For example, there are two detention centers where attorneys have taken on the cases. One was in New Mexico where a set of attorneys took on 15 cases and they were able to win 14 (the 15th is currently on appeal). In Texas, Conchita Cruz [another student], Columbia professor Elora Mukherjee, and I set up a national system at the Dilley family detention center to ensure representation for every family that was forced to go to trial while in detention. When represented, families were able to win every case. We really don’t think that only 1.5% families have viable claims; we think it’s an impossible task if you don’t speak English, don’t have money, and travel hundreds of miles with two small children as a 22-year-old mother.

Let’s pretend you get to throw the best party ever. What kind of food and drinks do you serve and who is there with you?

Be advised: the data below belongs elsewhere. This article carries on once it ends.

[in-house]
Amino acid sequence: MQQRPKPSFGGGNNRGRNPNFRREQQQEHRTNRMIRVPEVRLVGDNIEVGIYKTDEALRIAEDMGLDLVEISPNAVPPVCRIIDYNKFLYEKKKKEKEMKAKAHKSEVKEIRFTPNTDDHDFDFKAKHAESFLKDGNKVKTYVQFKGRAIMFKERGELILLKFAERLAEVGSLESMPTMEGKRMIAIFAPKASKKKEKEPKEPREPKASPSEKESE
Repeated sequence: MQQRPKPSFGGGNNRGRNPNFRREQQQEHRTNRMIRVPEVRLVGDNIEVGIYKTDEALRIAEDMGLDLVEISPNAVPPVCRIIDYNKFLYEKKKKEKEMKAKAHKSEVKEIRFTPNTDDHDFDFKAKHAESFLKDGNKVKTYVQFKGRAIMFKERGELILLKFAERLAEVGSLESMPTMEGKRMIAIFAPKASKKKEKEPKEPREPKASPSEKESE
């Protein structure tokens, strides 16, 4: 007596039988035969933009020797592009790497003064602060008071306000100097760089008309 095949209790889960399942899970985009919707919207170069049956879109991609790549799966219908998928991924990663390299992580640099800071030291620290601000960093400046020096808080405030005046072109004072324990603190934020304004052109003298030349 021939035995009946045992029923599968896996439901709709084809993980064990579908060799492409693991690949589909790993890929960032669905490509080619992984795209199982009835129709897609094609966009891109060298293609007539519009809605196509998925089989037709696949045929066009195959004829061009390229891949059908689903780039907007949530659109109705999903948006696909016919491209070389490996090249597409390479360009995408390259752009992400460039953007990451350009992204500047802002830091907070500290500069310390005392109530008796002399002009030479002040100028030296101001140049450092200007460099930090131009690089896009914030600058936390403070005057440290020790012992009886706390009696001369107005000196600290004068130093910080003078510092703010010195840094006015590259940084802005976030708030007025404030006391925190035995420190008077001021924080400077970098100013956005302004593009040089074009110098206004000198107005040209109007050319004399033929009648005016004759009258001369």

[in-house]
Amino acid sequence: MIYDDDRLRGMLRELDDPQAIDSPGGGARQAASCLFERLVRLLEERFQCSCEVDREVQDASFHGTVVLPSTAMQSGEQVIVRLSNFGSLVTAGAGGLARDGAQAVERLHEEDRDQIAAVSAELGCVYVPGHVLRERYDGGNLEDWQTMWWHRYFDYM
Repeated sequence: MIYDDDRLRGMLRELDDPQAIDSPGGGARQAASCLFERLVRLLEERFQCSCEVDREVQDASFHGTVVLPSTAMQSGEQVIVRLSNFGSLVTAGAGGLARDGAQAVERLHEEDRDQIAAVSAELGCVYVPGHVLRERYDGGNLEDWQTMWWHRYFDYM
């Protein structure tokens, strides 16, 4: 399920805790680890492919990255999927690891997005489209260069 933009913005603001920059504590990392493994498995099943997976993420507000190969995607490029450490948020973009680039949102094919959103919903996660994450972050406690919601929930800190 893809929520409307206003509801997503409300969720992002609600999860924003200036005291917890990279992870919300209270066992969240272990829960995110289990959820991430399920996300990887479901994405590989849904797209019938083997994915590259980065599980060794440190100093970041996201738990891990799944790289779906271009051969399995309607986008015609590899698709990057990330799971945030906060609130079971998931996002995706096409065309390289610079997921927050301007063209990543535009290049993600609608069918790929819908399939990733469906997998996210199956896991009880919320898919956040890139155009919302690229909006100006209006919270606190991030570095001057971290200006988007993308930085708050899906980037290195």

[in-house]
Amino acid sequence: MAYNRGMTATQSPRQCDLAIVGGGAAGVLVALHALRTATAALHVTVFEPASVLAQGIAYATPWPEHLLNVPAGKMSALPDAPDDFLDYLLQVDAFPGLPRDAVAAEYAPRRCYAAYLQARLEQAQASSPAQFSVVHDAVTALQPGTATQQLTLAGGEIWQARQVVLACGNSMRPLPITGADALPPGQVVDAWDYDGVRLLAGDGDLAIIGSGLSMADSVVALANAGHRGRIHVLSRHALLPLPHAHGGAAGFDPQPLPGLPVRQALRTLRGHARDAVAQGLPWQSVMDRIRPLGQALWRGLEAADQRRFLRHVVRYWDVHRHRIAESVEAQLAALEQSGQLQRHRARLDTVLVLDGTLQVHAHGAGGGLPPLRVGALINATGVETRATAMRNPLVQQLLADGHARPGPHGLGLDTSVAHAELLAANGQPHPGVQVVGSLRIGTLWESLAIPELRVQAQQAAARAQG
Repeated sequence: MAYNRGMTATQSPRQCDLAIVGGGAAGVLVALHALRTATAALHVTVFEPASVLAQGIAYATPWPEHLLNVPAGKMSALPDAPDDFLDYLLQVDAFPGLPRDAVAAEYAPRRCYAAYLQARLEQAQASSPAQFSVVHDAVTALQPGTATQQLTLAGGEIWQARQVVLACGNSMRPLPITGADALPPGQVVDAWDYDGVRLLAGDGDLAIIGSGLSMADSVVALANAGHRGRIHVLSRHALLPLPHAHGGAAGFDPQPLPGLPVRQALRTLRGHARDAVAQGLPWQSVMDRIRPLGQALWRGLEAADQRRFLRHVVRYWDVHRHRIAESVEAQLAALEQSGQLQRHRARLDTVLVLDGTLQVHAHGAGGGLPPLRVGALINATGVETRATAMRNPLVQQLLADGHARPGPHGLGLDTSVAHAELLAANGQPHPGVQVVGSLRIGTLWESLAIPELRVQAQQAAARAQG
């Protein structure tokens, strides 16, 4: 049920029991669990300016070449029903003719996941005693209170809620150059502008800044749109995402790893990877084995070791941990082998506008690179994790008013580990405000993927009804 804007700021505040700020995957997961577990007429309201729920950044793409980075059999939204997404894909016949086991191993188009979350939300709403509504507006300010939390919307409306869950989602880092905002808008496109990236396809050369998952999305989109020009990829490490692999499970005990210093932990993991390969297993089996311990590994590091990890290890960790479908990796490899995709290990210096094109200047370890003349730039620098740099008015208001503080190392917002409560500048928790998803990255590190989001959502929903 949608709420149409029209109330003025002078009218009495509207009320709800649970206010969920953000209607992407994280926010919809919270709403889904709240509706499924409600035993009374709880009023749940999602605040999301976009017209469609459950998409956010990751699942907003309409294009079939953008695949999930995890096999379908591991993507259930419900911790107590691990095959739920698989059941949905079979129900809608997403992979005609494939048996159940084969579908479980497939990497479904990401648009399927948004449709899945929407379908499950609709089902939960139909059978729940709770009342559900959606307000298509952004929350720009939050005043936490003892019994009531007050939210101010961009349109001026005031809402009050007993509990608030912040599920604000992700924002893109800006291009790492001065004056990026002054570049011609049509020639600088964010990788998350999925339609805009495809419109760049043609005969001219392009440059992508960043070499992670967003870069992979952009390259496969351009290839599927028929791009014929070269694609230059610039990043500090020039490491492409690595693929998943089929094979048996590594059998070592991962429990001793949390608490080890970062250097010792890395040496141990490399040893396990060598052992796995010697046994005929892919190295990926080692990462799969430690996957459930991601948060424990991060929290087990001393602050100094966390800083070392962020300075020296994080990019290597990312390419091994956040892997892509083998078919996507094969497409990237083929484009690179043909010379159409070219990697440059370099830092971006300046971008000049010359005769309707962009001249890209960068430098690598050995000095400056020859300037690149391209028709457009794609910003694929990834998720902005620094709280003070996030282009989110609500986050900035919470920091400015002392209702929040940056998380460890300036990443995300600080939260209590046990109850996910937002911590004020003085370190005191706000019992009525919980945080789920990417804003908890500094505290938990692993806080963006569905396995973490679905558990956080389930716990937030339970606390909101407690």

SR: If I really could choose, I would want my mom’s Indian food. I’m a beer person so that would be the default drink. For people, I would bring a lot of the activist people that really inspire me. Young activists who don’t have a lot resources who come up with ways to get things done.

Featured imaged by Mia Avramescu and profile to Emily Feigenberg. 

San Francisco, CA

Suzanna Bobadilla is a writer, activist, and digital strategist. According to legend, she first publicly proclaimed that she was a feminist at the age of nine in her basketball teammate's mini-van. Things have obviously since escalated. After graduating from Harvard in 2013, she became a founding member of Know Your IX's ED ACT NOW. She is curious about the ways feminists continue to use technology to create social change and now lives in San Francisco. She believes that she has the sweetest gig around – asking bad-ass feminists thoughtful questions for the publication that has taught her so much. Her views, bad jokes and all, are her own. For those wondering, if she was stranded on a desert island and had to bring one food, one drink, and one feminist, she would bring chicken mole, a margarita, and her momma.

Suzanna Bobadilla is a writer, activist, and digital strategist.